Friday, April 20, 2012

An American Doctor Looks at Britain's NHS

What happens when an American doc compares Obamacare to the British National Health Service? It is not a pretty sight:
My time in the British National Health Service in the 1980s was a tremendous learning experience. England still has incredible clinicians who can do remarkable work with scarce resources. The truth, however, is that working at an NHS hospital is like taking a time machine back 20 years. The infrastructure, equipment, surgical tools and medications are backward by comparison to any medium-sized hospital in the United States. The irony is that many nations afflicted with Obamacare systems have moved toward private, decentralized approaches. When teaching medical students about health care economics, I point out that the cell phone revolution began when President Ronald Reagan dismantled the market monopoly of AT&T.
I told you it was scary, yet this is what the American public wants.

Or do they?
I believe that a decentralized, patient-focused approach can work. Health insurance can be less expensive if more insurance companies compete with products that people actually want, not those their employer or the government think they need.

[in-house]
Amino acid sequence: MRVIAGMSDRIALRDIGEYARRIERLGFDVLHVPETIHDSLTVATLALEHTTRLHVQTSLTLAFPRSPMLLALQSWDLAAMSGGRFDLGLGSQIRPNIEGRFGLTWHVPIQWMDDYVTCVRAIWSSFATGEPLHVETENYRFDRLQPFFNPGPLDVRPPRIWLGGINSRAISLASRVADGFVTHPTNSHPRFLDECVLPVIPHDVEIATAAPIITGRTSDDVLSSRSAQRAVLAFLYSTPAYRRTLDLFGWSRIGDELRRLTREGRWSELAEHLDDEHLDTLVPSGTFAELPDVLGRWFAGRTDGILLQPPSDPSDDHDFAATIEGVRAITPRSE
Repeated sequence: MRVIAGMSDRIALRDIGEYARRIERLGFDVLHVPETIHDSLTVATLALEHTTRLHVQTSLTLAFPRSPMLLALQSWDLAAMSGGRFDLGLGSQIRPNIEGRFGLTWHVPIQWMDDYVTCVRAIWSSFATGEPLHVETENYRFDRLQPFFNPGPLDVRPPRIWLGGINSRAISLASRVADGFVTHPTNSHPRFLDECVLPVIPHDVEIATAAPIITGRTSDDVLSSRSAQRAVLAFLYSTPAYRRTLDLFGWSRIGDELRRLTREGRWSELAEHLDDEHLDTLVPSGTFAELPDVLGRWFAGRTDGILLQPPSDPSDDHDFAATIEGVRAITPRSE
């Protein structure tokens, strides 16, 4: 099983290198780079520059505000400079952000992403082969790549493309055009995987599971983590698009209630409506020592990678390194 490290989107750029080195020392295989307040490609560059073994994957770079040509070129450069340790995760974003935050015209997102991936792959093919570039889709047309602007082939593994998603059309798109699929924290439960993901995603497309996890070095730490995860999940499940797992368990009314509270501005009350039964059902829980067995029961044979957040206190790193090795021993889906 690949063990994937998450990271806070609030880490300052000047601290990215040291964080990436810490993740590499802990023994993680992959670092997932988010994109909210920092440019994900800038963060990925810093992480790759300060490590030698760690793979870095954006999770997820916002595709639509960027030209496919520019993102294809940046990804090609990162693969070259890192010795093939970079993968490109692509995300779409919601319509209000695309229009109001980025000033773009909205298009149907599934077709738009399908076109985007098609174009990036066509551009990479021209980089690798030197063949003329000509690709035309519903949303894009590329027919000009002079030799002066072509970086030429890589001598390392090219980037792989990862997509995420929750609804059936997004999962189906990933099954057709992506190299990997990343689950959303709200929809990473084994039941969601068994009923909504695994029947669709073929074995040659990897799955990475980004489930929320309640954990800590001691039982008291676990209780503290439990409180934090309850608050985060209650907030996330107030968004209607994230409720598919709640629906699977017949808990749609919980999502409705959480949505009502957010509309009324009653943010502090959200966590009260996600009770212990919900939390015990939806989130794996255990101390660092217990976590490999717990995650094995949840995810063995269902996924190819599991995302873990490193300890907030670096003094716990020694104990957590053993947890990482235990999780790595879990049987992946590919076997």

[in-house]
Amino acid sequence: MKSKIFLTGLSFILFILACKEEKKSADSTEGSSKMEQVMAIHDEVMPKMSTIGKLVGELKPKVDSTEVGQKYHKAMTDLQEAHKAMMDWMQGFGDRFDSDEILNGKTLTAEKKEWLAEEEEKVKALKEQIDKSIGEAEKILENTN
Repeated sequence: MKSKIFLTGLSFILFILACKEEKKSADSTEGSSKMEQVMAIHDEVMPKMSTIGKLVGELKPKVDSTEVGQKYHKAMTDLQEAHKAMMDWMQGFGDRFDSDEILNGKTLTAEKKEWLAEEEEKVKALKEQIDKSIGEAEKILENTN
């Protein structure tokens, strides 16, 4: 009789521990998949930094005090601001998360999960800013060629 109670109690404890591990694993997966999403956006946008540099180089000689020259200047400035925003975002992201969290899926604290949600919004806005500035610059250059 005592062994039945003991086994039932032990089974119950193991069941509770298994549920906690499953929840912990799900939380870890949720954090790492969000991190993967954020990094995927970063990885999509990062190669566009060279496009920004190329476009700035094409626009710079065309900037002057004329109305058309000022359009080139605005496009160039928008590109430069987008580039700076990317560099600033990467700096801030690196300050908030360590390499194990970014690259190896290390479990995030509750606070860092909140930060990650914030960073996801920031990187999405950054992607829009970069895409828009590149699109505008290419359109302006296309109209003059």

Actually, carriers do provide products that people want.
Cost efficiencies will happen when people use at least part of their own money to pay for health care. Futile, ridiculously expensive end-of-life treatments occur when the bill can be off-loaded onto unsuspecting taxpayers. Lastly, enormous savings will follow reform of the medical malpractice circus.
Copay plans, low deductibles, unlimited doctor visits and small payments for ER visits are quite popular which continues to fuel demand for this kind of plan. High deductible HSA plans, while popular, only comprise around 20% of plans in force.

There is some truth to what Dr. Galyon says, who wants to be the one to tell your terminally ill family member if they want to continue living they will have to absorb the cost themselves?

Malpractice claims comprise a relatively small direct cost that is factored in to health care prices, but redundant testing for CYA purposes is excessive.
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